For a variety of reasons, most of them failures on my part, this is the first year I’ve been able to get the boys into baseball. I am coming into this season eager to introduce the boys to the sport that connected me to my dad for a lifetime. I am also looking forward to experiencing the cliche that I will learn more from watching the boys play, then they will learn from me.

There seems to be less and less time

Life seems very busy for me these days. I don’t know if there is any one cause. Is it just my own nature to add more to my to do list? Could it be that as I move up the ladder at work my responsibilities take over more of my thoughts? Is this just what happens as you near 40? What about my kids? Are they the ones who are making me busy?

I look back on my 20s when I was finishing college and entering the work force. I felt as though I had so much going on, so much to do. During those same years I saw all the movies I wanted, never missed “must see tv” on Thursday nights, and was able to read every Jordan, Martin, or Goodkind book. What I would give today to find a time not just to read more than one chapter of a Sigler novel at a sitting, but that by taking that time I wasn’t missing something else critical. Well, in my 20s, I was also convinced that it was only a matter of time before I was able to achieve greatness. The world was my oyster.

In my 30s, I decided to strive harder to accomplish more. I made the deliberate decision that there are sights I would like to see, experiences I wanted to have, goals to achieve, stories to tell, money to save, lessons to teach, and dreams to chase. I think this is it – allow me to elaborate.

I push myself in multiple directions. Spending time with my kids, and helping them grow into the best adult they can be, is a prime motivator for me. It’s why I spend almost an hour at night talking to them about their “best and worst” parts and helping provide what wisdom I can. On the physical side, I am a solid 30 pounds overweight. I spend an hour a day exercising, and what feels like an hour a day worried about what I eat and whether or not my minor insulin resistance is going to turn into something much worse. After having been laid off in the 2008 economic crash, I vowed never again to be dependent upon income from my main job, and thus spend time focused on investments and passive income. Not that I ignore my existing job. I put in my hours in a place where if I get rated “very strong” verses “strong” there is a several thousand dollar difference in income. I volunteer. I mow the lawn (half the year). I fold laundry. I clean the bathroom before company comes over.

I guess it really is, as Green Day says, it all keeps adding up. There isn’t one thing that makes me busy, it’s everything. It goes to reason that by the same token, simply changing one thing won’t make me feel as though I have a miraculous amount of free time. Could it be that, if I reminded myself of why I’m busy, why I invest, why I volunteer, that then my tasks would feel less like burdens? Would remembering my purpose lift the weight off my shoulders? Or, as it has been suggested, maybe I should just go back to watching must see tv?

Let me know what you think?

BTW, Scott Sigler (mentioned above) is my new favorite author. His book The Rookie is a story about the future of football after the alien invasion. You should check it out sometime.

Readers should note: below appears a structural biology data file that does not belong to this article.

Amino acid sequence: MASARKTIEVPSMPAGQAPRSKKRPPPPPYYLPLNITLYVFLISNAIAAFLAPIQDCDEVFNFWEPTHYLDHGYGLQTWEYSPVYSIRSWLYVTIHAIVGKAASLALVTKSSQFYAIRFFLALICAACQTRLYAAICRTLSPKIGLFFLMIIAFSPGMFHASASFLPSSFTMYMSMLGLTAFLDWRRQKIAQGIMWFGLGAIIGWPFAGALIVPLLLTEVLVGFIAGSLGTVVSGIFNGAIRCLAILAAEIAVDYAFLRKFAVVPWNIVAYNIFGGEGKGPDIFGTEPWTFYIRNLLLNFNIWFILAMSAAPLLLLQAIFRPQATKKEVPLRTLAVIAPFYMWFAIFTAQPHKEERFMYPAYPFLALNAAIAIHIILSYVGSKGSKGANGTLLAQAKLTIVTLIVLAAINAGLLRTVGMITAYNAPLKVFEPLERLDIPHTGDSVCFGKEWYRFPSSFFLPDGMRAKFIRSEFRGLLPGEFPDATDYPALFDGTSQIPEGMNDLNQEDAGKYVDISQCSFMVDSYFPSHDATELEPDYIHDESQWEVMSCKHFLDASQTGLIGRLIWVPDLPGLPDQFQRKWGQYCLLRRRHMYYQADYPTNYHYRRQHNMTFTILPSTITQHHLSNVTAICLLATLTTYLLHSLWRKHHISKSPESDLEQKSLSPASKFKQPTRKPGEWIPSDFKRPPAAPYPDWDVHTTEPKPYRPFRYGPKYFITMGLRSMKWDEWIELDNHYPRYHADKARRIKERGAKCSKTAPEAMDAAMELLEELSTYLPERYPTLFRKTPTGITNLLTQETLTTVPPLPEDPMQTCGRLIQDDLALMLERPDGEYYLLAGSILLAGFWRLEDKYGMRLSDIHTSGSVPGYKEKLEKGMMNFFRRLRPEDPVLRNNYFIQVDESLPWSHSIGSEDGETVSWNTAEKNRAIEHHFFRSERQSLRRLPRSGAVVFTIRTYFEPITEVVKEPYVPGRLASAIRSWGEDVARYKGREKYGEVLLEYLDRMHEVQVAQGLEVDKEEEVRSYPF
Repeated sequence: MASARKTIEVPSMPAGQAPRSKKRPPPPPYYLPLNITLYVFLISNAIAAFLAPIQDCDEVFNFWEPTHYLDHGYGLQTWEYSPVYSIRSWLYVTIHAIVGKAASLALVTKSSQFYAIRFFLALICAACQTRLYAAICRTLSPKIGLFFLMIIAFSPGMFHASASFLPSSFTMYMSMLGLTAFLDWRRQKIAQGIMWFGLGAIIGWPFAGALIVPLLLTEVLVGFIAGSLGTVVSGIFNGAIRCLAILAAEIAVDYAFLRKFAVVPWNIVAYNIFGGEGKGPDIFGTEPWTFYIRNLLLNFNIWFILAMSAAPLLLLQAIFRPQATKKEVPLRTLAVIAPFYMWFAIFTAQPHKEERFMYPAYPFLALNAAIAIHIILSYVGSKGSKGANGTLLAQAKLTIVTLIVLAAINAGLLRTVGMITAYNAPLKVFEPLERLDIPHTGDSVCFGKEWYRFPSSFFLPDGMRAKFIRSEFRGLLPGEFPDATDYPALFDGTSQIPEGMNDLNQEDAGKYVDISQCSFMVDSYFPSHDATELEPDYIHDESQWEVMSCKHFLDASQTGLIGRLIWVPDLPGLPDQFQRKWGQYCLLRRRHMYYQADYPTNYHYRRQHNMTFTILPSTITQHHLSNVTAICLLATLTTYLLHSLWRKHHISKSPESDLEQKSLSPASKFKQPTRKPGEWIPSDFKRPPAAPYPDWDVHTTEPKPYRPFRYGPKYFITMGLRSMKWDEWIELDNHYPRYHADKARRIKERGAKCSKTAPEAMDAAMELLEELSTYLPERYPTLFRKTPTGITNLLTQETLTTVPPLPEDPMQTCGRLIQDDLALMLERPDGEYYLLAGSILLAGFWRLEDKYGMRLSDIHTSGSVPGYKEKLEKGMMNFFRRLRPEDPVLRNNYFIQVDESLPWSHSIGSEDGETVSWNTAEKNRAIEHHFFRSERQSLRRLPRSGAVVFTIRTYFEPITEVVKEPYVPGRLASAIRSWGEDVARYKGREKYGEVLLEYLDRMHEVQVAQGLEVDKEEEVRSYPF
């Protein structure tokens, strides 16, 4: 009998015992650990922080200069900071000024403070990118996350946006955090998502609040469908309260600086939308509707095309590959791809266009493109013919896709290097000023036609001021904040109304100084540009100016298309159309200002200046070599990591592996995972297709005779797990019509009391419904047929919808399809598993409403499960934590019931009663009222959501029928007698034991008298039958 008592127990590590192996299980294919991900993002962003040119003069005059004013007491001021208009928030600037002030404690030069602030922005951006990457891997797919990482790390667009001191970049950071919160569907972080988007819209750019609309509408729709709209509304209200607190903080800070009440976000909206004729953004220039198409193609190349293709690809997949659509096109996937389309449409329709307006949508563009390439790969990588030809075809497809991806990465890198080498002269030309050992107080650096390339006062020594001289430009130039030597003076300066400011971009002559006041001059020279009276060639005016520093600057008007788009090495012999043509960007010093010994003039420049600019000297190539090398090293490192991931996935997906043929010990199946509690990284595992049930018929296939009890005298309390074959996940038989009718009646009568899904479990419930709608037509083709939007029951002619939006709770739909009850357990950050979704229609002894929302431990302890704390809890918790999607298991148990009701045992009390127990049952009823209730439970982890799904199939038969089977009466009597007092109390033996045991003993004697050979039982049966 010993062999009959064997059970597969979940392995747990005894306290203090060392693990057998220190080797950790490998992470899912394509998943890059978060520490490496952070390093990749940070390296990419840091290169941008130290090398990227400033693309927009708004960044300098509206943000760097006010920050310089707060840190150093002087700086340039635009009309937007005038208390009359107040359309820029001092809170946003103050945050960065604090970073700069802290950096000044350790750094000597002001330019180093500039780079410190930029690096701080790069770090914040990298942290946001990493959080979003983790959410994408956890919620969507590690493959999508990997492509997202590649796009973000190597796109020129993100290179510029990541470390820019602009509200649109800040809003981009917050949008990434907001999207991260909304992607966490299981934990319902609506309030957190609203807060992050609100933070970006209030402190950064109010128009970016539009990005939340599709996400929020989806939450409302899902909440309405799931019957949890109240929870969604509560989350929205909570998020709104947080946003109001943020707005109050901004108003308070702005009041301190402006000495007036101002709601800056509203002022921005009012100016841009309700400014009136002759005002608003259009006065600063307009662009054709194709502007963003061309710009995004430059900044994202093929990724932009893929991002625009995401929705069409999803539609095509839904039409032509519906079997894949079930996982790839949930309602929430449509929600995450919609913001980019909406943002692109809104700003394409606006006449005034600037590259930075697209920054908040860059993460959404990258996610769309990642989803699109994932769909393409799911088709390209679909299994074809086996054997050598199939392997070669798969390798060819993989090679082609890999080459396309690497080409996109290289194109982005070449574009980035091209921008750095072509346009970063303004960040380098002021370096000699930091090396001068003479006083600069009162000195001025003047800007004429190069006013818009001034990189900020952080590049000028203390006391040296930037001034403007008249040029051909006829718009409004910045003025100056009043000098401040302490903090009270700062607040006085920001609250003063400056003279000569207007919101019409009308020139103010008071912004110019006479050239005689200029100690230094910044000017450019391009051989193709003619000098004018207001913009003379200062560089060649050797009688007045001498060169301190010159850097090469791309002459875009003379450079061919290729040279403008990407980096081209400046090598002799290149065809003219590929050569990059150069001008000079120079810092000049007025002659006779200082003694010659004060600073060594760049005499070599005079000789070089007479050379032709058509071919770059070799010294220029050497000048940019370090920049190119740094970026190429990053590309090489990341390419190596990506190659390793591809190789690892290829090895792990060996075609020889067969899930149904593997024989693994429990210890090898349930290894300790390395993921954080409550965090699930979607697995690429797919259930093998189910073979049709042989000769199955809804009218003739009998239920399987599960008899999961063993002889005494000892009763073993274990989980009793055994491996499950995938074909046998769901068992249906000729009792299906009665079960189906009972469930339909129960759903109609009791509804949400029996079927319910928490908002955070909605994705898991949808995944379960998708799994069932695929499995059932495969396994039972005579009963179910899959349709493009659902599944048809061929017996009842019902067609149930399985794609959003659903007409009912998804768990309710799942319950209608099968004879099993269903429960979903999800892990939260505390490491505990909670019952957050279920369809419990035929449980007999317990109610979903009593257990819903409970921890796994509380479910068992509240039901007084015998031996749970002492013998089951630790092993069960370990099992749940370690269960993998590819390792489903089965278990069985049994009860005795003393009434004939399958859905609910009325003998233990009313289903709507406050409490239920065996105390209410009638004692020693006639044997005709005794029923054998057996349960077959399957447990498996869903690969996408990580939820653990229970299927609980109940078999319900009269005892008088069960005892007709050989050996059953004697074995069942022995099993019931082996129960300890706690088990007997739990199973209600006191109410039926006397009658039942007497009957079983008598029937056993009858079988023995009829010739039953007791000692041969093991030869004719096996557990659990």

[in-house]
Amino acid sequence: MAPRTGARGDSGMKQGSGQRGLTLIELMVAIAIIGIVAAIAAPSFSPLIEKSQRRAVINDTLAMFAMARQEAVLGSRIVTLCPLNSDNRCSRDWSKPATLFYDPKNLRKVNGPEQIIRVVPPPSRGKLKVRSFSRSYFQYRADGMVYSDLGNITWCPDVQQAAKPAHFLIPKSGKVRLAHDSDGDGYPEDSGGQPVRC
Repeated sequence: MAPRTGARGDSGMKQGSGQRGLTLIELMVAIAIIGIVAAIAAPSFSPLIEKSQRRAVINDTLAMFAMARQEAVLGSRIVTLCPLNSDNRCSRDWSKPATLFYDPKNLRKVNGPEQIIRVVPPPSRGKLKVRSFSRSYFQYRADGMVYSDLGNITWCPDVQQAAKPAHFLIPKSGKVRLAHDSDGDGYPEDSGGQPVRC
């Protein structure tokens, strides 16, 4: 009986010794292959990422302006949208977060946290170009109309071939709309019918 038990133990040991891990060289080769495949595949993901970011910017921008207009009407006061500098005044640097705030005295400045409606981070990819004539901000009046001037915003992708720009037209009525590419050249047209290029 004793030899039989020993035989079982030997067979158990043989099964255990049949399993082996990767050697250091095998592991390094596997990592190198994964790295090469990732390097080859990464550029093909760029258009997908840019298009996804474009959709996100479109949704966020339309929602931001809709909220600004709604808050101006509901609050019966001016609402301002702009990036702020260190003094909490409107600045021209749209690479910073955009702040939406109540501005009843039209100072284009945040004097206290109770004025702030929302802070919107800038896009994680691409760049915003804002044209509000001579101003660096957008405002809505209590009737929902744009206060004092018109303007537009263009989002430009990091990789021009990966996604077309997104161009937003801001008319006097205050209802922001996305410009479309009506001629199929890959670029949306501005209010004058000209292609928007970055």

Clipping the Helicopter wings

When I was in elementary school I used to walk myself to and from class, and I carried a key to my house. I used to ride my bike all over the neighborhood, ranging from 7-11 to O’Leary’s comic book shop. My wife, friends, and co-workers all have similar stories. My boys don’t have that same freedom. I haven’t intentionally withheld that from them, it just seems that the world is a different place. Heck, every time I do leave them somewhere I insist that they borrow a cell phone so I can call them. I didn’t have a cell phone until I was almost 30, and somehow managed to keep safe.

I’ve recently begun to notice that there are some basic skills these kids don’t have, primarily around age appropriate levels of responsibility. So I’ve been asking myself the following: how do I teach my boys to grow up?

So, what does it mean to grow up?

1) Does it mean they need to stop finding silly things to be funny? We have a blast playing wallball and making everything goofy. I don’t want them to lose their sense of humor and having fun.

2) Does it mean they should be willing to try new things? Not all kids are adventurous, but I wonder if my kids don’t try new things because they want the safety and stability of the known. It is easy for me to attribute this to the dual household arrangement they have. However, if I had them all the time, would they feel more safe, or be even more stuck in their ways?

3) Do I want them to be more aware of others and their feelings? This may be the big one, the one I want them to embrace, both for empathy, for relationships, and competition.

4) Do I want them to work hard? Yes and no. I don’t want them to be stuck in a 9 to 5, living hand to mouth, and choosing between bad options. I want them to build income when they are sleeping at night, so they can pursue their interests when they are awake. Yes, I do work at a stock brokerage, and I’ve learned first hand how powerful compounding interest is and that wealth begets wealth. I wish I had started investing at 18, rather than 28. Shameless plug – here are some Investing Books you may want to read or pass on to your kiddos.

5) Does it mean I need to be harsher with them? I’ve recently started “making” them go outside and use their imaginations more. They have a toy bow and arrow set, and we made target “creepers” to shoot, so they have fun when they do go outside. It’s heartbreaking to see them complain and drag their heels. Honestly, though, they need to be able to entertain themselves and pursue their own interests rather than just doing what their mother and I think they should do.

6) I’ve also resorted to bribery. I was getting tired of losing the water bottles that I send with them to school. I’ve taken to giving them a stick of gum each time they return their water bottle. I’ll tell you, that system is working well, but I don’t know how comfortable I am with providing external motivation for all of their responsibilities.

All this being said, I’m actually quite excited about helping them grow up. Middle school is not far away, and every empty nester I know says that the years go by very quickly. I’ve really enjoyed hearing their stories, seeing their minecraft creations, and watching them develop as artists and team mates.

By the way, helicopters are much cooler now then when I was a kid.